KABUL: Opium production in Afghanistan is expected to fall significantly this year, with British and Afghan anti-drug efforts finally taking hold following record harvests. Afghan officials said they expected that an increased number of the country’s 34 provinces would be declared “opium poppy free”. More than 90 per cent of the heroin consumed in Britain originates in Afghanistan. Production in Helmand – its biggest heroin province and the front-line for British soldiers – is also expected to fall alongside successes against a major drug lord and smugglers.
General Khodaidad, Afghanistan’s counter-narcotics minister, said: “This year the overall cultivation of poppy is down. Around 20 provinces in total will be declared drug free.” He added that the provinces of Nangahar and Badakhshan, which as recently as 2004 were behind only Helmand in production, would be poppy-free. Both are in the north and east of the country where government control is greater and the improvements have been the most significant.
The Afghan government considers any province with less than 2,500 acres of poppy to be “poppy-free”. Last year 250,000 acres of opium poppy were planted in Helmand, according to Western counter-narcotics experts. Slightly less have been planted this year, while 10,000 acres have been eradicated. Alongside Afghan police missions, British special forces have recently begun targeting drug smugglers in Helmand.
Western officials said that they had destroyed part of the massive poppy crop belonging to a major drugs figure in the province who is also its former police chief. “Around 20 per cent of the land of Abdul Rahman Jan was successfully eradicated,” said one official. Afghanistan’s drug trade has soared since the invasion in 2001, giving rise to a $4 billion industry that accounts for about a third of the country’s total economy.
Drug eradication efforts that were a shambles last year because police and government officials systematically took bribes to spare all but the most impoverished farmers appear to have been more successful this year. The Telegraph spoke to two low-level drug smugglers in Helmand last month who claimed that Afghan eradication teams had been more resistant to bribery in 2008. “In the past the eradication police came from Kabul and they all took bribes,” said one 35-year-old man, talking under the alias of Ahmad Wali.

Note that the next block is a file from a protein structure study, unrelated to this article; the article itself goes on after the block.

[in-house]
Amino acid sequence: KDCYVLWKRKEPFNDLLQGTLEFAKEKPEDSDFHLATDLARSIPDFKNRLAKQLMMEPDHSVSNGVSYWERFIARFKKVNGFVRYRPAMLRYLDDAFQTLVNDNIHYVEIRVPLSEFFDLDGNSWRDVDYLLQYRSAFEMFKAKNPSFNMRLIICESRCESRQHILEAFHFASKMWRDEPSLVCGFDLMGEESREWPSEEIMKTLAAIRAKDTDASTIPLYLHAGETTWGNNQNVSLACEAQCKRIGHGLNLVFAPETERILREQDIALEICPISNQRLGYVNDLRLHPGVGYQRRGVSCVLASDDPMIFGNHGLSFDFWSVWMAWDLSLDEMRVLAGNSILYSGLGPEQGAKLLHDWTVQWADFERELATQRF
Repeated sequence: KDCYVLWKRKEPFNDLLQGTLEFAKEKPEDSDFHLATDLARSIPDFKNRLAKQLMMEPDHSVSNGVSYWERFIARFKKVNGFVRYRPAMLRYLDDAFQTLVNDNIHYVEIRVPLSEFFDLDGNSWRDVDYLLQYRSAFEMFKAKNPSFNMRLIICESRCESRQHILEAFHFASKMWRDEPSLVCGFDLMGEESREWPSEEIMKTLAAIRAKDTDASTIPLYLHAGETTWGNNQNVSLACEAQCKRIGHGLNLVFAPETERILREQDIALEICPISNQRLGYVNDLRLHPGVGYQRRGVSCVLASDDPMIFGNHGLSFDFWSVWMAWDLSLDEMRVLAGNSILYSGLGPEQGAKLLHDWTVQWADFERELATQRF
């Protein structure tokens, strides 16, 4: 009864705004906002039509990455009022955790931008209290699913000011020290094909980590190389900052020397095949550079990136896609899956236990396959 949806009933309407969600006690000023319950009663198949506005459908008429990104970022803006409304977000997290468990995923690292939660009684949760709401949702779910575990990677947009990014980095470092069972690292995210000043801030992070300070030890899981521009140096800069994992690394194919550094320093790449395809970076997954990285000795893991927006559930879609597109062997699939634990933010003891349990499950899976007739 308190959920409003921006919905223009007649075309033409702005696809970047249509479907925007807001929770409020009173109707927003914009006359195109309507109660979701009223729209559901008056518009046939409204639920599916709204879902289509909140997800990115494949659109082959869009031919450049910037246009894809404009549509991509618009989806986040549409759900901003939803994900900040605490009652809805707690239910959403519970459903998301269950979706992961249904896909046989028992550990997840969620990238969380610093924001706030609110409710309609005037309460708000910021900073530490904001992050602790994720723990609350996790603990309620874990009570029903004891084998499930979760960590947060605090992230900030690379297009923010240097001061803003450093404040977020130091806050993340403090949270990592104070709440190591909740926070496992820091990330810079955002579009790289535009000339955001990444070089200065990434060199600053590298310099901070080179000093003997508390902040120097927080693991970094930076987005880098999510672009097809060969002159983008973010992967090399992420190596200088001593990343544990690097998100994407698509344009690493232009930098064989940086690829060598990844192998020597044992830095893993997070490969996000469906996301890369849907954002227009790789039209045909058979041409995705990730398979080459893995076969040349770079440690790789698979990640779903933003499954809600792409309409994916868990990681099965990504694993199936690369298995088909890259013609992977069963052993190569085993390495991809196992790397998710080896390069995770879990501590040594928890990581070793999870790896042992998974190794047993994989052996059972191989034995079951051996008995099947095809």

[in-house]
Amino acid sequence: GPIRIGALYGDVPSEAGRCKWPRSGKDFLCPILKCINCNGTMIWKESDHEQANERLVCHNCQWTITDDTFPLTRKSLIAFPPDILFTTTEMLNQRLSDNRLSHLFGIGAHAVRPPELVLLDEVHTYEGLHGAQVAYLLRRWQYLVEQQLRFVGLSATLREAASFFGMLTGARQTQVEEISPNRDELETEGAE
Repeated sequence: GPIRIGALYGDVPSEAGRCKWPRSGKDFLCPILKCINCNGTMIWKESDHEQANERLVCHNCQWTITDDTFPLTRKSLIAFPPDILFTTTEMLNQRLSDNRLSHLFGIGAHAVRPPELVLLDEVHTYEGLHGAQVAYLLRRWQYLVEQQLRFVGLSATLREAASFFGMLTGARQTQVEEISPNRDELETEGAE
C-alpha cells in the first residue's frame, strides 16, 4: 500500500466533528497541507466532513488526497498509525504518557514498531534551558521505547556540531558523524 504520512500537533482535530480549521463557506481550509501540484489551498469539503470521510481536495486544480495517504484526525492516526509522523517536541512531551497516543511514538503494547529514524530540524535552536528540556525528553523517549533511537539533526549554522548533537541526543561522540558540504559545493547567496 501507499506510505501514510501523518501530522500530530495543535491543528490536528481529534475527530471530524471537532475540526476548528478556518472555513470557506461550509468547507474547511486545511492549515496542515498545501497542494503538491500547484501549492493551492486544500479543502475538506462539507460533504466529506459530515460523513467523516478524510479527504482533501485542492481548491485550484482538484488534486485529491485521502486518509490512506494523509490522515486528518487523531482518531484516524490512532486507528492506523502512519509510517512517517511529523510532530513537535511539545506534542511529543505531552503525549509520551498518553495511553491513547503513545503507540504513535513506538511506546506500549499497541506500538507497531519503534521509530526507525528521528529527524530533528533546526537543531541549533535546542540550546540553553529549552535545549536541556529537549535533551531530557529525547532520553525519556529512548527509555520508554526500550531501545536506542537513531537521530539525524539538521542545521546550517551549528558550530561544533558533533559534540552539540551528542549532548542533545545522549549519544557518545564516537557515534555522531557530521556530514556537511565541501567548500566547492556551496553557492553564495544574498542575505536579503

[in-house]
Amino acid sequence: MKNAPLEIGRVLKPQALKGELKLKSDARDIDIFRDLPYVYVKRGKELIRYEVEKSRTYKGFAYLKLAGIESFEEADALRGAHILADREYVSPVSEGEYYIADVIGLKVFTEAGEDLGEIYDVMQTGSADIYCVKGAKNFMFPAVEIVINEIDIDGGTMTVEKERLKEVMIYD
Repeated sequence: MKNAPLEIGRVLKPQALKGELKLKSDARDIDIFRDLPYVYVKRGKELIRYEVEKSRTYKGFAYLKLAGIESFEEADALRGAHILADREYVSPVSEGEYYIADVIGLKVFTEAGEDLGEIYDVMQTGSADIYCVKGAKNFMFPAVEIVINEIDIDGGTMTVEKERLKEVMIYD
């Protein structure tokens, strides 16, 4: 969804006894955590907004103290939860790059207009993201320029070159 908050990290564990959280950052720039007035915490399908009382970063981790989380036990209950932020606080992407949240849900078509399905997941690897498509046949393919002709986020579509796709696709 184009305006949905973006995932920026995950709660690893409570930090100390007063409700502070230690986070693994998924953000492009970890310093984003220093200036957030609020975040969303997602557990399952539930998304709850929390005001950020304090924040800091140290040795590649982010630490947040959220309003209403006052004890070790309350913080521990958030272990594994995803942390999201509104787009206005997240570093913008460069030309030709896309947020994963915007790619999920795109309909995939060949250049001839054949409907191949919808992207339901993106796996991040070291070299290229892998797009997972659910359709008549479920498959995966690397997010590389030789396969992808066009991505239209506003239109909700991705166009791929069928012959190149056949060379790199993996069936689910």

“This year, there were many different organisations involved and each one was afraid to take the bribes because of the others.” The two said that it was becoming hard for smaller smugglers to survive because only the powerful could afford to pay enough to avoid
prosecution. However, some analysts have said that the smugglers were deliberately suppressing production in key provinces until Western demand inflated prices. A ban by the Taliban at the beginning of 2001 saw prices skyrocket, allowing smugglers to sell old opium, which can be stored for several years. “People still have their stocks of opium and they need the price to go up,” said one Afghan official in Nangahar. “With the increase in Western military activity in this area it has been hard to move the drugs. Now the price is $75 a kilo, but in four months that could triple.”
Western officials are united in their belief that the war on drugs in Afghanistan is likely to last 20 or more years. They all expect poppy production, particularly in Nangahar province, will rise again next year, as steady worldwide increases in food and fuel prices puts added pressure on the poorest farmers to seek the most lucrative crop. In the past 12 months, 820 people have been arrested for drug smuggling, including 17 Afghan soldiers and policemen, it was disclosed yesterday One army colonel was sentenced to 10 years after he was caught with 100 lb of opium in a military vehicle.-SANA